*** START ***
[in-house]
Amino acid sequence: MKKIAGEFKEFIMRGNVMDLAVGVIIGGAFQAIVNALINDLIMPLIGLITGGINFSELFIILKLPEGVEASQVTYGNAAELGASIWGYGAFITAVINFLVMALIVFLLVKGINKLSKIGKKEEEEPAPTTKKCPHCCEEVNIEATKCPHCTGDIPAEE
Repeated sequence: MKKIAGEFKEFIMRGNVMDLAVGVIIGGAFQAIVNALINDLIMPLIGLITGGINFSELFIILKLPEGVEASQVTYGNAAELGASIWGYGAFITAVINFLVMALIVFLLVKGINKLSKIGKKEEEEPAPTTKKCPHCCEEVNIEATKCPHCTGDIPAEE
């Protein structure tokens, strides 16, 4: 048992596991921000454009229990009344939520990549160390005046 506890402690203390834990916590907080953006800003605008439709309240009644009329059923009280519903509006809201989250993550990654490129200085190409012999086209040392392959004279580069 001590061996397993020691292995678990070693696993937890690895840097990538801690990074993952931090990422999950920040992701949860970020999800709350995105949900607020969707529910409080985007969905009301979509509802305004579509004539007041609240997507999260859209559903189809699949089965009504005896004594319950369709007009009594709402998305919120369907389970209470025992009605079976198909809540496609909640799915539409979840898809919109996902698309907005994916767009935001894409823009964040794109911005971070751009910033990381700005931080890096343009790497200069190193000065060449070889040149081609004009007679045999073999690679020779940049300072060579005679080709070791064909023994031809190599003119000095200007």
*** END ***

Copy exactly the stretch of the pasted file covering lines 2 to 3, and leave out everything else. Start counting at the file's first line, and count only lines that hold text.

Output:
Amino acid sequence: MKKIAGEFKEFIMRGNVMDLAVGVIIGGAFQAIVNALINDLIMPLIGLITGGINFSELFIILKLPEGVEASQVTYGNAAELGASIWGYGAFITAVINFLVMALIVFLLVKGINKLSKIGKKEEEEPAPTTKKCPHCCEEVNIEATKCPHCTGDIPAEE
Repeated sequence: MKKIAGEFKEFIMRGNVMDLAVGVIIGGAFQAIVNALINDLIMPLIGLITGGINFSELFIILKLPEGVEASQVTYGNAAELGASIWGYGAFITAVINFLVMALIVFLLVKGINKLSKIGKKEEEEPAPTTKKCPHCCEEVNIEATKCPHCTGDIPAEE